Governor updates Healthy at Work guidelines

Gov. Andy Beshear provided an update on Kentucky’s “Healthy at Work” guidelines on Wednesday.

During his daily briefing, Beshear and Commissioner of the Kentucky Department for Public Health Dr. Steven Stack advised the Healthy at Work requirements have been simplified.

“We have fought really hard to get where we are – a much better place than in the fall and winter – allowing us to streamline some of our guidance,” said Gov. Beshear. “I hope people are able to enjoy some of these capacity increases. We can do so safely if we continue to wear our masks.”

According to the state’s website at Kentucky.gov, events with up to 1,000 people in a single space are limited to 60-percent capacity or the maximum number of people that allow for physical distancing, while events with over 1,000 people can go to 50 percent capacity or the maximum number of people that allows for physical distancing. Businesses that still have supplemental requirements are health care facilities, wedding, funeral or memorial service venues, bars and restaurants, gyms, sports and exercise activities, and pools and bathing facilities.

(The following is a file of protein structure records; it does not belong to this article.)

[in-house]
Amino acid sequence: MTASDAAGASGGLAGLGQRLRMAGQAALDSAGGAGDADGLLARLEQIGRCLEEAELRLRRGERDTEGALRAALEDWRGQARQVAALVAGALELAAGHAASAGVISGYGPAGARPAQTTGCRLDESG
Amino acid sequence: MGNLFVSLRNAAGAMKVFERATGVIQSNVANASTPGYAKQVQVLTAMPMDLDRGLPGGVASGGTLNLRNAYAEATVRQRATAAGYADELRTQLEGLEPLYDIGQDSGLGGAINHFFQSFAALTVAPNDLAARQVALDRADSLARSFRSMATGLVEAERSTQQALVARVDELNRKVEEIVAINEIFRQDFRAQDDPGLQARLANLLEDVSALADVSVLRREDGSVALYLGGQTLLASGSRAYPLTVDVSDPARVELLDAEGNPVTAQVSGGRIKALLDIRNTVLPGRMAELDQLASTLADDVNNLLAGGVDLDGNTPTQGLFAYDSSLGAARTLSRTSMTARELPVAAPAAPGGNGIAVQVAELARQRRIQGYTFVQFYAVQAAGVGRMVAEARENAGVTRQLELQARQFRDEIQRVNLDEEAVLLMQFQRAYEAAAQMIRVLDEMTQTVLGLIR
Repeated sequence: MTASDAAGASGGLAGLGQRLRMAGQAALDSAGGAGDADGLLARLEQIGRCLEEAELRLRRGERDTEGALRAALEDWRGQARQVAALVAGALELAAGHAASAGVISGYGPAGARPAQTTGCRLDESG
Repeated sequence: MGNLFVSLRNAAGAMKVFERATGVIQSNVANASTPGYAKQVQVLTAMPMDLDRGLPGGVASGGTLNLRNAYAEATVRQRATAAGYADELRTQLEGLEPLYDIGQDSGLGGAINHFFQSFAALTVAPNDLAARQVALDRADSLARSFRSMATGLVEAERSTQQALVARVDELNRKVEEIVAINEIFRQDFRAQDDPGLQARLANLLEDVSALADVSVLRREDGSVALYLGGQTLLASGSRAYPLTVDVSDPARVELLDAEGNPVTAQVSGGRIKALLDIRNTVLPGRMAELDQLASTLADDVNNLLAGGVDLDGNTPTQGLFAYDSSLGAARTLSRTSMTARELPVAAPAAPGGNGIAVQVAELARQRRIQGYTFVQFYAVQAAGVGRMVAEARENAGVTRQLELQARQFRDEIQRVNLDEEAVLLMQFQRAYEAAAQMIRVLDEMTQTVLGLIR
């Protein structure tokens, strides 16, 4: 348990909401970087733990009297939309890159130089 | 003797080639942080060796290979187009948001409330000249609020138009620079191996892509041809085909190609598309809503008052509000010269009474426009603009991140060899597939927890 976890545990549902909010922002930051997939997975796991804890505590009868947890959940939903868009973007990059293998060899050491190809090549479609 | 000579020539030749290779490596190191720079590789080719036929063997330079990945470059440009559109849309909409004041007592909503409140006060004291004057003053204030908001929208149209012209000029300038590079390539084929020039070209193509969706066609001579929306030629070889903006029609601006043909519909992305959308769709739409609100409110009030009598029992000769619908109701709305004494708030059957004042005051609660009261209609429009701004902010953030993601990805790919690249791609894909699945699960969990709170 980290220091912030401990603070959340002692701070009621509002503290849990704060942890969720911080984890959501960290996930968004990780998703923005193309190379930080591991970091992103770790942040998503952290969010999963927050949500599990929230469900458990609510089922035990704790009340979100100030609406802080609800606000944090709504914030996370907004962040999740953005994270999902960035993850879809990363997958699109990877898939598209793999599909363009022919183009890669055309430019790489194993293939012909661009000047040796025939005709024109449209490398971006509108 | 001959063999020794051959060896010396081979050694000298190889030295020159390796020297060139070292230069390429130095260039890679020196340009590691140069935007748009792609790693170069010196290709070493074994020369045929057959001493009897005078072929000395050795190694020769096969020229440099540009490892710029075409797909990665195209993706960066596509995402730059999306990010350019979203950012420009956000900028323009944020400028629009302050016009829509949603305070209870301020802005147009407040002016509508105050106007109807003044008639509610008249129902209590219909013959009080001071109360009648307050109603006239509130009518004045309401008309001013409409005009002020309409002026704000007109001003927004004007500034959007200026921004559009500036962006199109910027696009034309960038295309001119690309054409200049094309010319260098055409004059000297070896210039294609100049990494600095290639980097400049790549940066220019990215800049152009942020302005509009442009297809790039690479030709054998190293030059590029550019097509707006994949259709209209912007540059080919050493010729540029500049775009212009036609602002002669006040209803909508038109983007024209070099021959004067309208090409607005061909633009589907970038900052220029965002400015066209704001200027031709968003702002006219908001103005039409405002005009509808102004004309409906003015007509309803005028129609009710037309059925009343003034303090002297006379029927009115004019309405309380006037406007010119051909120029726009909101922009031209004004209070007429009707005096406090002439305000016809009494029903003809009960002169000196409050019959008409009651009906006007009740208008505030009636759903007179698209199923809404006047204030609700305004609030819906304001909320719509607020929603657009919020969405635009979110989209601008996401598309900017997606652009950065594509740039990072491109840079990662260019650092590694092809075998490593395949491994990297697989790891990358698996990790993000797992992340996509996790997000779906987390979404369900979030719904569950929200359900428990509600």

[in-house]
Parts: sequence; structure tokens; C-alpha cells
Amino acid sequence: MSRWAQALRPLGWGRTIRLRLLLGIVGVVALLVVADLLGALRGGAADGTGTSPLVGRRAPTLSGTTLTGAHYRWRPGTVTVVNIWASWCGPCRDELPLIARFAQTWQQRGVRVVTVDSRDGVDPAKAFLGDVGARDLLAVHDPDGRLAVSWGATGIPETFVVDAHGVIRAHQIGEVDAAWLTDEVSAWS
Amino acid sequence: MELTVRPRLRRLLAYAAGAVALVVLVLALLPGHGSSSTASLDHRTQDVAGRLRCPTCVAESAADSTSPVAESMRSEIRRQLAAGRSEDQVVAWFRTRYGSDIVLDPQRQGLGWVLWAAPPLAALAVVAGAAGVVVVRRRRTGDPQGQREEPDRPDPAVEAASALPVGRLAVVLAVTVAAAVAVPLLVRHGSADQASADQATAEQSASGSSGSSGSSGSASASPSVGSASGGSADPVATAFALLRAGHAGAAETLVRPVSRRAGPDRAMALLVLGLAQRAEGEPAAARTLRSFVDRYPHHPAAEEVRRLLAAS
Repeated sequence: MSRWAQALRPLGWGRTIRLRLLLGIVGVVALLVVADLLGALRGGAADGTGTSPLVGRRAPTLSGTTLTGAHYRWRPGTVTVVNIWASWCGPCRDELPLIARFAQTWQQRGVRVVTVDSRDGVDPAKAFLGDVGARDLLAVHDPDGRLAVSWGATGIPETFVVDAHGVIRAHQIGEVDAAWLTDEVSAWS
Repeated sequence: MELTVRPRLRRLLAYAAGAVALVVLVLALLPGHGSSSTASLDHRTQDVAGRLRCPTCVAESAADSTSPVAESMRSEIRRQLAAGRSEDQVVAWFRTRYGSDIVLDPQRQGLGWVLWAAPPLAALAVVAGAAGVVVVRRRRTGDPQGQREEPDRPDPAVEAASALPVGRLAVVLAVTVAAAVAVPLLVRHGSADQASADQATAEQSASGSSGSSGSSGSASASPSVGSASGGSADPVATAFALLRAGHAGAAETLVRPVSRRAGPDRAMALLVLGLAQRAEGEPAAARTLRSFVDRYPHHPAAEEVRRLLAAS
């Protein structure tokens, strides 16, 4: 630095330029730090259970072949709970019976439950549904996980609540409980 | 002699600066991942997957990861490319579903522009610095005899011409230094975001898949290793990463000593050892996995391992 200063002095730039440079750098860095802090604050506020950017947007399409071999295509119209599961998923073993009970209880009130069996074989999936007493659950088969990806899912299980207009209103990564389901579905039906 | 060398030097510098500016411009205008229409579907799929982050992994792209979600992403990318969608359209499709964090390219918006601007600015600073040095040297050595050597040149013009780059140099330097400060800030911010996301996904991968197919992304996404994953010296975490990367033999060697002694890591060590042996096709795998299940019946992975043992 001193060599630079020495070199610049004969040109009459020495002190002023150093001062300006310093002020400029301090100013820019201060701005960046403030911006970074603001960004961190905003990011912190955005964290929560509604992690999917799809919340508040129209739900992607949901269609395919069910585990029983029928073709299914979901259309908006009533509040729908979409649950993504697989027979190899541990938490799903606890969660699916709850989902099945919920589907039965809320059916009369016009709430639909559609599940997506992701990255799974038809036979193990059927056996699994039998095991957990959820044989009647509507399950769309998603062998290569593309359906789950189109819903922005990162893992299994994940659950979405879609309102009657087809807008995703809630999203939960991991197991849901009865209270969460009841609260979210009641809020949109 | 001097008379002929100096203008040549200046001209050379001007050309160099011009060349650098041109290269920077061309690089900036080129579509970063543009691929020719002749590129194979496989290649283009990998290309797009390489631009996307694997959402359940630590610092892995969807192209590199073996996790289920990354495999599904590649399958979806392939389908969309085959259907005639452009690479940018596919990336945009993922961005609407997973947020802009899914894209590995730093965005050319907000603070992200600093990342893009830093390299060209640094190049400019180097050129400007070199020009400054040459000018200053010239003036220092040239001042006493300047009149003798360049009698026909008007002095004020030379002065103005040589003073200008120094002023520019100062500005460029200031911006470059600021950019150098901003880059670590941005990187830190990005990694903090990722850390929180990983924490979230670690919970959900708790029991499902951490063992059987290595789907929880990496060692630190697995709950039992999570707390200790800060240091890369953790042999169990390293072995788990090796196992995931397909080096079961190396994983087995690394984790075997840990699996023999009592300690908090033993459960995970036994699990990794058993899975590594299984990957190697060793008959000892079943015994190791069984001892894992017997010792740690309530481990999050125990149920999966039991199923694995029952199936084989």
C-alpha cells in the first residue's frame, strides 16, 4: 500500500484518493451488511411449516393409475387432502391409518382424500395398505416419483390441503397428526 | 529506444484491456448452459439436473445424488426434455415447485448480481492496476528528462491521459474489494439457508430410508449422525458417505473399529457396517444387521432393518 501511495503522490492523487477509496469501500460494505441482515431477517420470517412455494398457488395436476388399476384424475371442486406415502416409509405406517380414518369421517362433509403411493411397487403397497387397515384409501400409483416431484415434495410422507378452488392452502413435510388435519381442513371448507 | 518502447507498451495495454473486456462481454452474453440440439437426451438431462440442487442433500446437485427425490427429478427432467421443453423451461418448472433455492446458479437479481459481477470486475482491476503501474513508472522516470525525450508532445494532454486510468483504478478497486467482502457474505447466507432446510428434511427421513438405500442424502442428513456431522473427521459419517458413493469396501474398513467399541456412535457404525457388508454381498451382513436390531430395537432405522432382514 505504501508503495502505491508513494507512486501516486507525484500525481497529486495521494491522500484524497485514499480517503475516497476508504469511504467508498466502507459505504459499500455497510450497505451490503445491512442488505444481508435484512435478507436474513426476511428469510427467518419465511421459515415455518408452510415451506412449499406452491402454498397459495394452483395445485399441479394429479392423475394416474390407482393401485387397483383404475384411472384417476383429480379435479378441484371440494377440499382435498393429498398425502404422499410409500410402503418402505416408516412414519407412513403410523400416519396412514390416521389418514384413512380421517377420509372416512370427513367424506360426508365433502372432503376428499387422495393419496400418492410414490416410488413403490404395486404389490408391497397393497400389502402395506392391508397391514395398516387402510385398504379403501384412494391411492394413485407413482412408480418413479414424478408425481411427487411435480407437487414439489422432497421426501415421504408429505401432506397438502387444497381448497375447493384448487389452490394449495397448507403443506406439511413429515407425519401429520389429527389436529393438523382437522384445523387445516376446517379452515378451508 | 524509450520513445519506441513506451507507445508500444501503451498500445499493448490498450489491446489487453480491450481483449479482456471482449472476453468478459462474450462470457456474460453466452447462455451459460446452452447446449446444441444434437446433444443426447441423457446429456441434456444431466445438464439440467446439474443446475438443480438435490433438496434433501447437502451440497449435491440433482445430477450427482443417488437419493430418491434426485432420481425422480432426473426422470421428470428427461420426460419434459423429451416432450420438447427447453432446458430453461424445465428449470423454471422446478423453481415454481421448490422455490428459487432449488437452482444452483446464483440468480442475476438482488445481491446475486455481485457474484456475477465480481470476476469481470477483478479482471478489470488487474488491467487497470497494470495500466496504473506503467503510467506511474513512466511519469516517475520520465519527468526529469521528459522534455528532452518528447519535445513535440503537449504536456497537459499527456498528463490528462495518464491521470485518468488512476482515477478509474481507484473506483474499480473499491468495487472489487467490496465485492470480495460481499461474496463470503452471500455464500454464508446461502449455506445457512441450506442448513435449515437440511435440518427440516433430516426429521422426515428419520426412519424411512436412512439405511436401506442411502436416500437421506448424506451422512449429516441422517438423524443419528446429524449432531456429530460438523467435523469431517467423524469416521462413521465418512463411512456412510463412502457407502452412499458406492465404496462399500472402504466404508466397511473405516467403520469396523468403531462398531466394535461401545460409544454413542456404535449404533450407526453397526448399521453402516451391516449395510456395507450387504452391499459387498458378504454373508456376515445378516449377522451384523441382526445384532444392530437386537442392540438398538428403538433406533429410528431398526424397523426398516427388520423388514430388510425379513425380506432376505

“What we’re doing today is simplifying our guidance so it’s easier for Kentuckians to follow and easier for them to stay safe,” said Dr. Stack. “I look forward to the day when we put COVID behind us and none of these requirements are necessary. The way we get there is for everyone to make the choice to get vaccinated. These vaccines are amazing tools to help us get our lives back.”

Beshear reported 231 new cases on Monday as well as 9 new deaths, bringing the state’s total number of COVID-19 related deaths to 6,347. There were 402 people hospitalized in Kentucky due to the virus, with 121 in ICU and 43 on a ventilator. The state’s positivity rate was 3.46 percent.

The Bell County Health Department reported one new individual case on Monday, putting the county’s total number of cases since the beginning of the pandemic at 3,046. There were four people hospitalized in Bell County due to the virus, with 45 active known cases in the county. There have been 44 COVID-19 related deaths in Bell County as of Monday.

The Bell County Health Department recommends the following steps to help slow the spread of COVID-19:

• Wash hands with soap and water before eating, after blowing your nose, coughing, sneezing, or after using the restroom;

• Avoid contact with people who are sick;

• Avoid touching your eyes, nose, and mouth;

• Wear a mask when in public and social distancing is difficult.